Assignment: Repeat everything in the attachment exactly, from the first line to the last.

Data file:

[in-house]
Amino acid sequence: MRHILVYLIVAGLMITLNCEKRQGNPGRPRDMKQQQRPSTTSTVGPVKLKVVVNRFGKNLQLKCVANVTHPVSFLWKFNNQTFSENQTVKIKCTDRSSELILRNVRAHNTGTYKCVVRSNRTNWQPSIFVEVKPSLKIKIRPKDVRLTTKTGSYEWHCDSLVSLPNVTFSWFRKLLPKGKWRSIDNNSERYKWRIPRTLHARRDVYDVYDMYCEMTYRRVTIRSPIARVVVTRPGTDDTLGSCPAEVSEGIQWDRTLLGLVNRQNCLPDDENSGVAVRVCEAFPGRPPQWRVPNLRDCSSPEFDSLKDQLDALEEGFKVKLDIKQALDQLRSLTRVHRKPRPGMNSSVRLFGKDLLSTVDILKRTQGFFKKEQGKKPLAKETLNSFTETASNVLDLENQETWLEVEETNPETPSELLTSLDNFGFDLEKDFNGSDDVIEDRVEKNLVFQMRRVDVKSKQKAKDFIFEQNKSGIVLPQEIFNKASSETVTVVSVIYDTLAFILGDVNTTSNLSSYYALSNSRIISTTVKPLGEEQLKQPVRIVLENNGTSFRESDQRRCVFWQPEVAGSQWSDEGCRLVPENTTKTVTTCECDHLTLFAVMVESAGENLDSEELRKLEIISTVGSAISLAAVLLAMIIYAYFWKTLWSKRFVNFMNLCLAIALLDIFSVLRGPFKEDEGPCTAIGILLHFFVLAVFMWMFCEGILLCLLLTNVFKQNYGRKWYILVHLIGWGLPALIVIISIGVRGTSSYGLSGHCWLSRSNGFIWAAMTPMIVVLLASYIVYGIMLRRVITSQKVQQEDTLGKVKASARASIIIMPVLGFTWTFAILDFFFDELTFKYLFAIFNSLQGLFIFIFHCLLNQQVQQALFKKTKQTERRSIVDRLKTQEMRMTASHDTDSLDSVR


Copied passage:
[in-house]
Amino acid sequence: MRHILVYLIVAGLMITLNCEKRQGNPGRPRDMKQQQRPSTTSTVGPVKLKVVVNRFGKNLQLKCVANVTHPVSFLWKFNNQTFSENQTVKIKCTDRSSELILRNVRAHNTGTYKCVVRSNRTNWQPSIFVEVKPSLKIKIRPKDVRLTTKTGSYEWHCDSLVSLPNVTFSWFRKLLPKGKWRSIDNNSERYKWRIPRTLHARRDVYDVYDMYCEMTYRRVTIRSPIARVVVTRPGTDDTLGSCPAEVSEGIQWDRTLLGLVNRQNCLPDDENSGVAVRVCEAFPGRPPQWRVPNLRDCSSPEFDSLKDQLDALEEGFKVKLDIKQALDQLRSLTRVHRKPRPGMNSSVRLFGKDLLSTVDILKRTQGFFKKEQGKKPLAKETLNSFTETASNVLDLENQETWLEVEETNPETPSELLTSLDNFGFDLEKDFNGSDDVIEDRVEKNLVFQMRRVDVKSKQKAKDFIFEQNKSGIVLPQEIFNKASSETVTVVSVIYDTLAFILGDVNTTSNLSSYYALSNSRIISTTVKPLGEEQLKQPVRIVLENNGTSFRESDQRRCVFWQPEVAGSQWSDEGCRLVPENTTKTVTTCECDHLTLFAVMVESAGENLDSEELRKLEIISTVGSAISLAAVLLAMIIYAYFWKTLWSKRFVNFMNLCLAIALLDIFSVLRGPFKEDEGPCTAIGILLHFFVLAVFMWMFCEGILLCLLLTNVFKQNYGRKWYILVHLIGWGLPALIVIISIGVRGTSSYGLSGHCWLSRSNGFIWAAMTPMIVVLLASYIVYGIMLRRVITSQKVQQEDTLGKVKASARASIIIMPVLGFTWTFAILDFFFDELTFKYLFAIFNSLQGLFIFIFHCLLNQQVQQALFKKTKQTERRSIVDRLKTQEMRMTASHDTDSLDSVR